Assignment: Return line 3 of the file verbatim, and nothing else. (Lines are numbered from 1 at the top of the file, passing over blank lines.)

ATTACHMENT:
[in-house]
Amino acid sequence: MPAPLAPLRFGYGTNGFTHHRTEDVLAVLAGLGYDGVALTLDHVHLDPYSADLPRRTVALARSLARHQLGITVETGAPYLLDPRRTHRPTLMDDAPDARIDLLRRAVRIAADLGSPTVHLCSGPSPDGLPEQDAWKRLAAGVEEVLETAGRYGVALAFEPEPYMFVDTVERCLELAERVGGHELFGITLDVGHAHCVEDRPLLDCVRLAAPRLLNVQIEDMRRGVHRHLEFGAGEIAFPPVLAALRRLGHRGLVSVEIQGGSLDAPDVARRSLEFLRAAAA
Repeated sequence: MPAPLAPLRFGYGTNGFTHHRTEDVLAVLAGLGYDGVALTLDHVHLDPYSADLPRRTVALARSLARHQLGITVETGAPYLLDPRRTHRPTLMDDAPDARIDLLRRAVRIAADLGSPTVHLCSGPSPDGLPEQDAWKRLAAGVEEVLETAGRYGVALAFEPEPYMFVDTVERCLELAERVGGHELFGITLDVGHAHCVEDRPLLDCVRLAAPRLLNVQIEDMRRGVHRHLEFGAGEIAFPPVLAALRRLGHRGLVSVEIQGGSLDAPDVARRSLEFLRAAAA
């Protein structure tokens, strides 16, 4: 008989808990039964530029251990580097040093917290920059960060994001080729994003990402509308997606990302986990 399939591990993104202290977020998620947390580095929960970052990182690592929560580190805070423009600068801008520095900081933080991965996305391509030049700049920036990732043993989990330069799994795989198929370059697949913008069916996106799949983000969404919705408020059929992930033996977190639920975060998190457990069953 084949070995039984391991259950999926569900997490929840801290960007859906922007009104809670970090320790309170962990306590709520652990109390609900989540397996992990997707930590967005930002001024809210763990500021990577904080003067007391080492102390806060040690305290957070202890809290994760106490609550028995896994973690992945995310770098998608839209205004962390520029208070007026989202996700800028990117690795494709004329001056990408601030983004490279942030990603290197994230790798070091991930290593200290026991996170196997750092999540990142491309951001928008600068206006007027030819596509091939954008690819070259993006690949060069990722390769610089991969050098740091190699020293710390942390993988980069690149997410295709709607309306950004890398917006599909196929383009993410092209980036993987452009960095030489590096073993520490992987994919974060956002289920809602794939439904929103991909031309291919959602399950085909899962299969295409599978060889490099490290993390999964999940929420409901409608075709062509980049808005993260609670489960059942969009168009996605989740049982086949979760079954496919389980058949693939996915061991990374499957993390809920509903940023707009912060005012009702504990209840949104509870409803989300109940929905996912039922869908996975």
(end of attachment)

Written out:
Repeated sequence: MPAPLAPLRFGYGTNGFTHHRTEDVLAVLAGLGYDGVALTLDHVHLDPYSADLPRRTVALARSLARHQLGITVETGAPYLLDPRRTHRPTLMDDAPDARIDLLRRAVRIAADLGSPTVHLCSGPSPDGLPEQDAWKRLAAGVEEVLETAGRYGVALAFEPEPYMFVDTVERCLELAERVGGHELFGITLDVGHAHCVEDRPLLDCVRLAAPRLLNVQIEDMRRGVHRHLEFGAGEIAFPPVLAALRRLGHRGLVSVEIQGGSLDAPDVARRSLEFLRAAAA